Navigation Links
Peer support shows promise in epilepsy fight

Peer support groups show promise for combating the debilitating stigma that surrounds epilepsy in much of the developing world, according to a new study led by a Michigan State University medical student.

The researchers report in the journal Epilepsy and Behavior that young people with the disease felt significantly less stigmatized after meeting regularly to discuss their illness.

While drugs are widely available to reduce epileptic seizures, the stigma and discrimination that arise from those seizures is a thornier problem, said Melissa Elafros, who is pursuing medical and doctoral degrees in MSU's Department of Epidemiology and Biostatistics.

"In Africa a lot of people think epilepsy is contagious or associated with witchcraft," she said. "If you're told something often enough, you start to believe it's true. So people with epilepsy start to internalize that stigma."

That feeling of shame leads some people to stop seeking treatment, Elafros said. Children with epilepsy often drop out of school, and some adults stop looking for work.

Peer support groups have been shown to help with other kinds of stigma, so Elafros and colleagues decided to test the groups as an intervention for epilepsy patients.

They trained local partners to facilitate monthly meetings of support groups made up of men, women and youths from 12 to 18 years old. The meetings involved guided discussion among the participants of epilepsy-related challenges they'd faced and solutions they'd found.

After a year of meetings, an evaluation of the youths showed that they felt significantly less stigmatized. There was a trend toward improvement in felt stigma among the adults, though it was not statistically significant.

"It could be that adults have just learned to cope with things as they are," Elafros said. "Or adults may need some larger intervention than that."

Still, the findings offer a much-needed glimmer of hope after decades in which several studies described the problem of epilepsy-related stigma but few systematic interventions were aimed at fixing it.

"This shows we can finally do something for people with epilepsy," she said. "The idea that you could intervene in a teenager's life and help them better cope with a condition they may have for the rest of their life, I think that's really quite significant."


Contact: Andy McGlashen
Michigan State University

Related medicine news :

1. Supporting LGB children may influence their long-term health, BU study finds
2. International breast health global summit will focus on supportive care and quality of life
3. Americans Support Medicare Reform, But Not on Their Dime: Poll
4. Decision support system translates into high percentage of positive chest CT examinations
5. More cutting-edge cancer research supported by industry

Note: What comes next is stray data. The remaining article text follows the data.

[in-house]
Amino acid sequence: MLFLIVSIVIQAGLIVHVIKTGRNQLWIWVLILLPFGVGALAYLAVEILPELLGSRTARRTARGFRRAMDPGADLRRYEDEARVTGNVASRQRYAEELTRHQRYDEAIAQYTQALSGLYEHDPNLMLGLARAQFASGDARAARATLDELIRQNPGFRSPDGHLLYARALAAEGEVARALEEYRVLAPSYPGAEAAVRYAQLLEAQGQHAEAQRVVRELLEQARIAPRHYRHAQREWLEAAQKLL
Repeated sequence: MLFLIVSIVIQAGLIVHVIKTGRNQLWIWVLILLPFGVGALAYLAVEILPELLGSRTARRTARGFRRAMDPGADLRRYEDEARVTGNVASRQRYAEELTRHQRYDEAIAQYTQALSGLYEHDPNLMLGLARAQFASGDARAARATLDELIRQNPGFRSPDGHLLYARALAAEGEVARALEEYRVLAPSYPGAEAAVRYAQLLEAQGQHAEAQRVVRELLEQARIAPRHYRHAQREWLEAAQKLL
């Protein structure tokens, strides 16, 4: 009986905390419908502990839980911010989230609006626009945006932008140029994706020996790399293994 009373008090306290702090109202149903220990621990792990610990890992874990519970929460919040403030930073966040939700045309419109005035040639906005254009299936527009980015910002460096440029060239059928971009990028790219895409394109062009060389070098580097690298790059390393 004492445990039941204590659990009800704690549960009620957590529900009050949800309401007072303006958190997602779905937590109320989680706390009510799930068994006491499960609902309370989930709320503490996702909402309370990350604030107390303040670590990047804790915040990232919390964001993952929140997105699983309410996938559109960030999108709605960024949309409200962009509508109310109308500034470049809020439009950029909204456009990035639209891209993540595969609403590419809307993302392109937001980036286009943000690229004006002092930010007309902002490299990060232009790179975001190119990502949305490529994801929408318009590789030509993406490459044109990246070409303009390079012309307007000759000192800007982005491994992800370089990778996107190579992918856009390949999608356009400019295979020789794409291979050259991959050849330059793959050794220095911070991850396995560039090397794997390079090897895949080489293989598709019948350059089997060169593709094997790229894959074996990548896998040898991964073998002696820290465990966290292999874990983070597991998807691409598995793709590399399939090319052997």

6. Study Supports Value of Sigmoidoscopy, an Alternative to Colonoscopy
7. Behavioral support from peers, staff lowers patients blood pressure
8. Study supports urate protection against Parkinsons disease, hints at novel mechanism
9. The W3 Project Receives Support from Doulton for Emergency Relief Efforts
10. Dietary fiber alters gut bacteria, supports gastrointestinal health
11. Narconon Louisiana Supports United Nations International Day Against Drug Abuse and Illicit Trafficking
Post Your Comments:
(Date:12/1/2015)... N.C. (PRWEB) , ... December 01, 2015 , ... The ... to drive awareness and funds for Multiple System Atrophy (MSA) research, timed today to ... Atrophy takes many things from patients including their ability to work and be productive, ...
(Date:12/1/2015)... (PRWEB) , ... December 01, 2015 , ... Royal River ... a new study that found post-menopausal women who took the nutritional supplement creatine, along ... women who trained but did not take creatine. , The report is part of ...
(Date:12/1/2015)... ... December 01, 2015 , ... Baptist Medical Center Jacksonville has ... the only hospital in the region providing what is known as the world’s ... patients were revealed recently at a medical conference and published in The New ...
(Date:12/1/2015)... (PRWEB) , ... December 01, 2015 , ... ... identification tests to continue the expansion of the company’s growing product line of ... for Chinook (Oncorhynchus tshawytscha) and Sockeye (Oncorhynchus nerka) – allow InstantLabs to offer ...
(Date:12/1/2015)... ... December 01, 2015 , ... Diabetic foot wounds ... Podiatrists are well aware that psychology-based patient non-compliance (disobedience of a health care ... to diseases of the diabetic foot. The American Board of Multiple Specialties ...
Breaking Medicine News(10 mins):
(Date:12/1/2015)... --> --> ... Acid Labeling Market by Product (Reagents & Kits, Services), ... Vitro Transcription, Reverse Transcription, End Labeling), by Region - ... market is expected to reach USD 1,925.7 Million by ... a CAGR of 8.65%. Browse 77 market ...
(Date:12/1/2015)... 1, 2015 Building on its 25-year ... Johnson (NYSE: JNJ ) today announced four ... to significantly reduce the burden of HIV incidence, ... percent of new HIV infections among adolescents in ... Day, these new initiatives include collaborations with the ...
(Date:12/1/2015)... DUBLIN , Dec. 01, 2015 ... ) has announced the addition of ... Testing Market: Campylobacter, Cryptosporidium, E. Coli, ... Yersinia" report to their offering. ... announced the addition of the ...
Breaking Medicine Technology: